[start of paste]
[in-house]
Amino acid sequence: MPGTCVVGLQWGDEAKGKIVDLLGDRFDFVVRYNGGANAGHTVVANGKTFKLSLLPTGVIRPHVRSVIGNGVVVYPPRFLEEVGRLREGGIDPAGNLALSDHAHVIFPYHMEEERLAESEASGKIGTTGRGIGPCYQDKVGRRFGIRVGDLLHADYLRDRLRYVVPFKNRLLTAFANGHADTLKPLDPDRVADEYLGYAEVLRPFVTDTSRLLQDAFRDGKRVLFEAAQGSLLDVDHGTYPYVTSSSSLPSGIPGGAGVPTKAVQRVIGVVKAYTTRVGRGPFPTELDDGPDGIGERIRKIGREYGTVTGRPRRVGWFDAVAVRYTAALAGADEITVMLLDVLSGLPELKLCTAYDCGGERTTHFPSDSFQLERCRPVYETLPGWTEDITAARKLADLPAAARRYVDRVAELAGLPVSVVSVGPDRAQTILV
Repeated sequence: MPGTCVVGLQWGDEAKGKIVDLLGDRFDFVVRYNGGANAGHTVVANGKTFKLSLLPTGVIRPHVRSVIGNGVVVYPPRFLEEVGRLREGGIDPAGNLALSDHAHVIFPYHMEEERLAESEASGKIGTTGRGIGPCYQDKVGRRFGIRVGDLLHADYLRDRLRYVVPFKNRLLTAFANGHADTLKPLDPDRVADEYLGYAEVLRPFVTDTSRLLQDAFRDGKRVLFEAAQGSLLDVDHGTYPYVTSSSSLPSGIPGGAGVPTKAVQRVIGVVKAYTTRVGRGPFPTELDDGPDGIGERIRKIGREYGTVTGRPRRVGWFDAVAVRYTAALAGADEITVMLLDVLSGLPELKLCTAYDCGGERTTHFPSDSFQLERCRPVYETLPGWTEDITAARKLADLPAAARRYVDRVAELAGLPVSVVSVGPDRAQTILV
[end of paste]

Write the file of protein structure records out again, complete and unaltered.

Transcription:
[in-house]
Amino acid sequence: MPGTCVVGLQWGDEAKGKIVDLLGDRFDFVVRYNGGANAGHTVVANGKTFKLSLLPTGVIRPHVRSVIGNGVVVYPPRFLEEVGRLREGGIDPAGNLALSDHAHVIFPYHMEEERLAESEASGKIGTTGRGIGPCYQDKVGRRFGIRVGDLLHADYLRDRLRYVVPFKNRLLTAFANGHADTLKPLDPDRVADEYLGYAEVLRPFVTDTSRLLQDAFRDGKRVLFEAAQGSLLDVDHGTYPYVTSSSSLPSGIPGGAGVPTKAVQRVIGVVKAYTTRVGRGPFPTELDDGPDGIGERIRKIGREYGTVTGRPRRVGWFDAVAVRYTAALAGADEITVMLLDVLSGLPELKLCTAYDCGGERTTHFPSDSFQLERCRPVYETLPGWTEDITAARKLADLPAAARRYVDRVAELAGLPVSVVSVGPDRAQTILV
Repeated sequence: MPGTCVVGLQWGDEAKGKIVDLLGDRFDFVVRYNGGANAGHTVVANGKTFKLSLLPTGVIRPHVRSVIGNGVVVYPPRFLEEVGRLREGGIDPAGNLALSDHAHVIFPYHMEEERLAESEASGKIGTTGRGIGPCYQDKVGRRFGIRVGDLLHADYLRDRLRYVVPFKNRLLTAFANGHADTLKPLDPDRVADEYLGYAEVLRPFVTDTSRLLQDAFRDGKRVLFEAAQGSLLDVDHGTYPYVTSSSSLPSGIPGGAGVPTKAVQRVIGVVKAYTTRVGRGPFPTELDDGPDGIGERIRKIGREYGTVTGRPRRVGWFDAVAVRYTAALAGADEITVMLLDVLSGLPELKLCTAYDCGGERTTHFPSDSFQLERCRPVYETLPGWTEDITAARKLADLPAAARRYVDRVAELAGLPVSVVSVGPDRAQTILV